Home prices may be up, but in many markets they’re still below where they were seven years ago. And mortgage interest rates are still low: The National Association of Realtors predicts that 30-year fixed rates will rise from their recent 4.29 percent national average to about 5 percent by the end of 2014. So the housing market will stay affordable for many people at least for the next year or so, says Steve Cook of RealEstateEconomyWatch.com. Here’s how to close the deal on the home you want.
Check your credit. Years ago you needed a FICO score of 680 or more to get the best mortgage rate. By 2008 that number climbed to 720. Now buyers need a score that’s at least 760. Banks cut losses by tightening lending to home buyers during the recession, and no one knows when they’ll relax their standards, Cook says.
Scores have a big impact on the total amount you’ll pay for a loan. If your score is 760 and you apply for a $300,000 30-year fixed mortgage, you could recently qualify for a 4.25 percent interest rate, with monthly payments of $1,476. But if your score was below 620, your interest rate would have been 5.84 percent and your monthly payment $1,768. Over the 30-year life of the loan, that would cost you more than $105,000.
Even if you have good credit, you might pay more than you should if there are errors on your credit reports. Five percent of consumers who checked their reports from the three major credit bureaus found errors that were serious enough to affect their credit scores, according to a recent study by the Federal Trade Commission. So examine your reports from all three—Experian, Equifax, and TransUnion—at Annualcreditreport.com. Report any errors, and check to make sure they are corrected.
Get pre-approved. That was always a good idea, but now it’s a must, says Ron Phipps, a real-estate agent in Warwick, R.I. Sellers tend to take buyers who are pre-approved for a mortgage more seriously, a competitive edge over those who fail to take this step.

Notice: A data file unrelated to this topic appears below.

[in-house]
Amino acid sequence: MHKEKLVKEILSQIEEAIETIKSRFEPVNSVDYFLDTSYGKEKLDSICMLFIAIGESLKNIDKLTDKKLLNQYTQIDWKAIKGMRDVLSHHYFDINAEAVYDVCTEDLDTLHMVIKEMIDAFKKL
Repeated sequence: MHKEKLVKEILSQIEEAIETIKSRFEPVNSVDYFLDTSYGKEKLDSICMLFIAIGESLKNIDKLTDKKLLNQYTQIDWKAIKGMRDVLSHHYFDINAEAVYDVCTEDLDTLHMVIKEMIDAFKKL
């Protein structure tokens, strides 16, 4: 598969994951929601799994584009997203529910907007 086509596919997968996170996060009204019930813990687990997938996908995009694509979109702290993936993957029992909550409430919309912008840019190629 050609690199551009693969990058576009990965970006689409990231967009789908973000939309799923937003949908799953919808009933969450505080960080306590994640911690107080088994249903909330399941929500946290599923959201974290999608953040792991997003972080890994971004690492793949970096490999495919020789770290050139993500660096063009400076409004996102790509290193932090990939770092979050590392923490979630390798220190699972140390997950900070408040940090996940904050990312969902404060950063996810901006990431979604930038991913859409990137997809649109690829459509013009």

Do some digging to find out where you can get the best rates. Check several lenders, including national, local, and online banks as well as credit unions. We generally don’t recommend that you hire a mortgage broker to do this for you because he may be more focused on selling you a mortgage than getting you the best deal.
Knowing your monthly payment amount isn’t enough. Also get an estimate of the closing costs and all the additional fees you’ll owe. Many of the fees involved are negotiable, such as the home inspector’s fee, the cost to do a title search, and your attorney’s fee, so get the best deal you can.
Use an agent. Working with your own real-estate agent can be helpful in a seller’s market, when competition is high and homes sell quickly. An agent can clue you in to market conditions and will know which homes will cost you more than you might think because, for example, flood insurance might be required. You might also pay less for a home. A survey conducted a few years ago by the Consumer Reports National Research Center asked readers about their experiences buying and selling homes. It found that 66 percent who used a real-estate agent to buy paid an average of $5,000 less than the listing price. The buyers who negotiated their own deals without an agent (34 percent) paid close to the asking price.
Consider going right to contract. If the market in your area is especially hot, buyers should skip making an offer and write up a contract for a seller to review, says Robert Bailey, co-owner of Bailey Properties in Santa Cruz, Calif. Just make it contingent upon a home inspection. Also try to find out why the owner is selling, and add something to the deal that reflects his needs. If he wants more time to live in the house, for example, say you’ll postpone the close. “I sold one house because a buyer agreed to take care of the family’s pet until they were settled in their new home,” Bailey says.